No matter how hard the telecom industry tries, there are going to be places where building out terrestrial broadband services will be next to impossible. But West Virginia FiberNet, a CLEC that provides primarily dial-up and DSL service in West Virginia and Pennsylvania, has been augmenting its broadband reach with Broadband in a Box's wholesale hybrid satellite/dialup Internet service. Broadband in a Box's wholesale services enable customers to deliver 256 Kbps to 1.5 Mbps downstream and 20-50 Kbps dial up upstream speeds.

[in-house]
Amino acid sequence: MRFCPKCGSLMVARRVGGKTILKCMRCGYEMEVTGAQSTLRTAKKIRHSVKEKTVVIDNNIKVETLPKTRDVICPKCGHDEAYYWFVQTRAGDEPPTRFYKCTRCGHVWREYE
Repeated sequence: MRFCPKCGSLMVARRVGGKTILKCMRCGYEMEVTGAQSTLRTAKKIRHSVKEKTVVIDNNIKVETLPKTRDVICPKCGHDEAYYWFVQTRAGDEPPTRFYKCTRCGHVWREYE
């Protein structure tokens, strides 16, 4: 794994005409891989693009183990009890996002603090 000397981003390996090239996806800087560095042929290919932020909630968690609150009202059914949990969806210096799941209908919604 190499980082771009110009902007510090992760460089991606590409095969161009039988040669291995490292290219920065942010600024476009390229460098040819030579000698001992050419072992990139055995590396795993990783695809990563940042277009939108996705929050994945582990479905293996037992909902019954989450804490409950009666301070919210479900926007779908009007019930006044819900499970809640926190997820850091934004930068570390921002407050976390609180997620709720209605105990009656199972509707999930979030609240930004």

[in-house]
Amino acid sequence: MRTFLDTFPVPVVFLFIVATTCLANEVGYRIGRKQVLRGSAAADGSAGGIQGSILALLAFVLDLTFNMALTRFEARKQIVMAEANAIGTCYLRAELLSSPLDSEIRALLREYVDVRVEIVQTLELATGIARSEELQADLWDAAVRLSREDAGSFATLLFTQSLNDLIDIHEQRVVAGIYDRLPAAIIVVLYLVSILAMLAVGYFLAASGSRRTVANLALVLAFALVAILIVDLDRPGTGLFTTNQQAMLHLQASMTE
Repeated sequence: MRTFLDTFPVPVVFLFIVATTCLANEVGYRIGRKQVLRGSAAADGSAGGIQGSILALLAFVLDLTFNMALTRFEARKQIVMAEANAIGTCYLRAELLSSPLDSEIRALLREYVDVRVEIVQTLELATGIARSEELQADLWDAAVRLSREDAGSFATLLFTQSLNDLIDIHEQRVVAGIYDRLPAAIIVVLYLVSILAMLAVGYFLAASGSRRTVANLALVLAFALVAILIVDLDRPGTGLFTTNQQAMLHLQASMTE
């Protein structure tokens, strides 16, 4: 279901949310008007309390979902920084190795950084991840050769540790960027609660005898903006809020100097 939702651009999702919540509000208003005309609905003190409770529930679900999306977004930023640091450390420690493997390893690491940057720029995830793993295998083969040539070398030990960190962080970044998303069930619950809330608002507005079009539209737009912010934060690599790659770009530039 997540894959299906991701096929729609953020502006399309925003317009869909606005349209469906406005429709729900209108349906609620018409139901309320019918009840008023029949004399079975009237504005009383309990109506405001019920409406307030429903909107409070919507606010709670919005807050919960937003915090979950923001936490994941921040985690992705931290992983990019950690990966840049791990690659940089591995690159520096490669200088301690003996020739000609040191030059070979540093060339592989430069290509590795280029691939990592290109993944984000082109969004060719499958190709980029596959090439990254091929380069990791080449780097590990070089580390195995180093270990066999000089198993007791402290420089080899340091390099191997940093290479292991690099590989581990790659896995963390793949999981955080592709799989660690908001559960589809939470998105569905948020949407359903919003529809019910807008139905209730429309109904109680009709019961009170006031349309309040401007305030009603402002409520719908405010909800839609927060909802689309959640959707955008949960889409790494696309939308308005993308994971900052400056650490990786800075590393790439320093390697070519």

Since launching the service without advertising six weeks ago, FiberNet has already attracted 65 subscribers. Packaged as a dual-play data/phone offering, FiberNet's consumers can either install the satellite equipment themselves or FiberNet can do it for a $125 fee. Touting itself as a middle-mile broadband provider, Broadband in a Box has already gotten the attention of Sytek Communications, a rural Minnesota telco. However, Broadband in a Box has one drawback: It won't qualify for broadband stimulus funding because the service falls outside the government's definition of broadband.
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